Dreaming with Lolita
What world are you living in? Over the past hundreds of years psychologists have been studying the functions of the human mind. It is a task that seems to prolong as information and new methods arrive. What makes us dream or imagine things? The fact that we have dreams and ambitions in life strives us to believe through imagining and dreaming that we will eventually get a break in life. Lolita, by Vladimir Nabokov, is a novel that characterizes these types of situations. It implies similarity in plot and theme between Lolita and certain fairy tales. Furthermore, Nabokov implies the folk characterization in Lolita to show the paradoxical relationship of art and reality thus showing how real life people live out the lives of fictional fairy tales. It is also evident that because of the folkloristic material portrayed in Lolita, it is seen that man lives between two worlds, the imagined one and the true one. The image of Lolita had such effect on society in the way that pre pubescent children wanted to be like her, they wanted to be as pretty as her and wear those heart shaped sunglasses like her thus living in a world of fantasy. Even today's society still has, more then ever that Lolita syndrome thus causing a lot of pre pubescent kids to live in a fantasy world instead of the real one.
Nabokov shows all throughout the novel the strong parallel between real life characters and folk characters. The four main characters in the novel all play an have their own folkloristic roles in the novel. For example, Charlotte Haze, which is Lolita's mother, is portrayed in the novel as the, "jealous mother who is so frequently the villain in folk tales such as "Cinderella" and "Snow White" (Jones 69). All through out the novel she is looked upon as the person who is in the way of things and in the way of the main character's desire. Humbert portrays Charlotte as an obstacle and wishes, "for some terrific disaster" where Charlotte is, "instantly and permanently eliminated" (Nabokov 55). Humbert shows his deep disgust towards her by calling her many different nasty things throughout the novel. For example, Humbert refers to Charlotte as, "The Haze women (Nabokov 47), the "old cat" p. (Nabokov 49), and the "detested mamma" (Nabokov 51). Humbert also states that Charlotte, "was to me but and obstacle" In addition to this parallel, Charlotte, like the evil fairy mothers and stepmothers in "Cinderella" and "Snow White" hated her daughter" (Jones 70).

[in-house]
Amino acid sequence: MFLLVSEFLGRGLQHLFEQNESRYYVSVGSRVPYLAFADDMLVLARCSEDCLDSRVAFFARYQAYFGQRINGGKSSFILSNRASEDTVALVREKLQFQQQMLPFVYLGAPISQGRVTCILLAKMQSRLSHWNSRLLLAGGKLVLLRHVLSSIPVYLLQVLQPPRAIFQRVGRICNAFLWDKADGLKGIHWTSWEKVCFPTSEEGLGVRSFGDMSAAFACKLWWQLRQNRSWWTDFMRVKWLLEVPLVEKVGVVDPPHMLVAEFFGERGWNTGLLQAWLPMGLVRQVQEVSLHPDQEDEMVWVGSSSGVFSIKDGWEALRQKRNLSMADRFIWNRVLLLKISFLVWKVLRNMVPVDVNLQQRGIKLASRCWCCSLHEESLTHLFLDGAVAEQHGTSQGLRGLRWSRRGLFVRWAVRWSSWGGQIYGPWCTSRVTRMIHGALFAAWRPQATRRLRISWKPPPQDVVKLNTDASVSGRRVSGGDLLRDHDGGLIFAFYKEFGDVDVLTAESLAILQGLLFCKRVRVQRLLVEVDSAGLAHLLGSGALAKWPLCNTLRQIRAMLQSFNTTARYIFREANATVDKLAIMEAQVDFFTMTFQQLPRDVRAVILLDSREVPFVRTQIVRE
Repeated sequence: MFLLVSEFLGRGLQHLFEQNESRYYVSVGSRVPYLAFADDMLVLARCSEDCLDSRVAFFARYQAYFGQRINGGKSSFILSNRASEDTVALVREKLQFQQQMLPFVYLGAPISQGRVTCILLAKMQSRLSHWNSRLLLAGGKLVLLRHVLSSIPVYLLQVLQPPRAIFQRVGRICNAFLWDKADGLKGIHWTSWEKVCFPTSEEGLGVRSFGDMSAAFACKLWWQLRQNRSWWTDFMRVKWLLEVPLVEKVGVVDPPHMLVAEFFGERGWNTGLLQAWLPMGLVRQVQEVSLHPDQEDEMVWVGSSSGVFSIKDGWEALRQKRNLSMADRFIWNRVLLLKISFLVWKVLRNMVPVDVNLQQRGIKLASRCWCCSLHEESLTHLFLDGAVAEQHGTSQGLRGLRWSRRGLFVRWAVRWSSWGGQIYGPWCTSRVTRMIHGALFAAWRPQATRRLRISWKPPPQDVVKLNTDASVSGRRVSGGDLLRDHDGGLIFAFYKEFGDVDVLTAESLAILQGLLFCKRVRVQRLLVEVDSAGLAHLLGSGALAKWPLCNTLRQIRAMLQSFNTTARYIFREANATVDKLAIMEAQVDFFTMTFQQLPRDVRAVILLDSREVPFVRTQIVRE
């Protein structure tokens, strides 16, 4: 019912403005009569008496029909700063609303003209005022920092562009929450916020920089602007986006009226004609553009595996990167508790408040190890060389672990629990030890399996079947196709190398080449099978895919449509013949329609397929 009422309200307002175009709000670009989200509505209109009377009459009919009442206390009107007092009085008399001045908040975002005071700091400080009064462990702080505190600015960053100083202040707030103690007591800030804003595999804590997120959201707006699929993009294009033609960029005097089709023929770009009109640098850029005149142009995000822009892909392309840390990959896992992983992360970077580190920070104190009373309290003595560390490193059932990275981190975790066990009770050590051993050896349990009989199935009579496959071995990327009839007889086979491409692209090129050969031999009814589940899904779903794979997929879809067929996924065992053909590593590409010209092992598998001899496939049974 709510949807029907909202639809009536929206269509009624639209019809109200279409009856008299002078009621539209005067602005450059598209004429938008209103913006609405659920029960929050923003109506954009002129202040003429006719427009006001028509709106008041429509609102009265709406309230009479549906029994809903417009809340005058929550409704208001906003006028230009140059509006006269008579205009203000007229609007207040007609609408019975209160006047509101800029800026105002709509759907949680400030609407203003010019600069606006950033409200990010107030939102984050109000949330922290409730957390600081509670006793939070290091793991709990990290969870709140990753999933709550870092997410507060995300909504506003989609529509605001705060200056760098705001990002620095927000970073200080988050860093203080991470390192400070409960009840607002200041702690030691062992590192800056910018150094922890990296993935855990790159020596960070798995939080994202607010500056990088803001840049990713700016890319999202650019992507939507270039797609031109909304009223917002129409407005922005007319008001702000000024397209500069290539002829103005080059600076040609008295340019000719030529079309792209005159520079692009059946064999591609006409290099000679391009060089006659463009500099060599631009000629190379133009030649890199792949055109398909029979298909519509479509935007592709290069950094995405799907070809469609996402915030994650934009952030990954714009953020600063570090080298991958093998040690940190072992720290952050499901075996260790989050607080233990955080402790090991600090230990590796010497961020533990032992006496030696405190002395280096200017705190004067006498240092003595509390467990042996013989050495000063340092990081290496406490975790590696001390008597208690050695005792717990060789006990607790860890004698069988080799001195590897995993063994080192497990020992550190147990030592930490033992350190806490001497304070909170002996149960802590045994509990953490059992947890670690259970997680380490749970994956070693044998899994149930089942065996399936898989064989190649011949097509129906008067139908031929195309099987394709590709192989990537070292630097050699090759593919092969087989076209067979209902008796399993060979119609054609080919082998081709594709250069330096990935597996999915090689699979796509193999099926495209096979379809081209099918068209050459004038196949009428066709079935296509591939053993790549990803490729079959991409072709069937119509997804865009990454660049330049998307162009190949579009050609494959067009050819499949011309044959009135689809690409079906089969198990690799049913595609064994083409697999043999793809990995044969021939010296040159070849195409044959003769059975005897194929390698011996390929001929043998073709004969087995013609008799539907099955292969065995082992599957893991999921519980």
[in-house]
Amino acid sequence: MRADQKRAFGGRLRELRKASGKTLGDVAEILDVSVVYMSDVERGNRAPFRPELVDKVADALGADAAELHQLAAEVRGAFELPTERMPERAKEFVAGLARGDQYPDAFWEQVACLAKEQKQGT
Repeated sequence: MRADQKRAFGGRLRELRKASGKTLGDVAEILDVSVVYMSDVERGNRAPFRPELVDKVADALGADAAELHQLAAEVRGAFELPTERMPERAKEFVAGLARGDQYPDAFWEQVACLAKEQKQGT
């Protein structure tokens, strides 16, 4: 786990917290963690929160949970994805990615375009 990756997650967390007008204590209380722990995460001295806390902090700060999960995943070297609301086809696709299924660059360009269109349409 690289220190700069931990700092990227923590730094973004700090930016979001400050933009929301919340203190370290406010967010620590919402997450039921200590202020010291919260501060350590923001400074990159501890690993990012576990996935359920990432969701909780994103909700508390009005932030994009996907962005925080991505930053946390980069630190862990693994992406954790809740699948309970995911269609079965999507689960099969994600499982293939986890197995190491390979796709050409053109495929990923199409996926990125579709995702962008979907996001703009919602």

Another interesting parallel also deals with Charlotte and the Queen or stepdaughter in "Snow White." Both of these characters are in competition with their daughters and stepdaughters for the attention of the male. In Lolita, Humbert, "overhears Charlotte and Lolita fighting over him" (Jones 69). He states that he heard, "a great banging of door and other sounds coming from quaking caverns where the two rivals were having a ripping row" (Nabokov 55). As for in "Snow White," the Queen...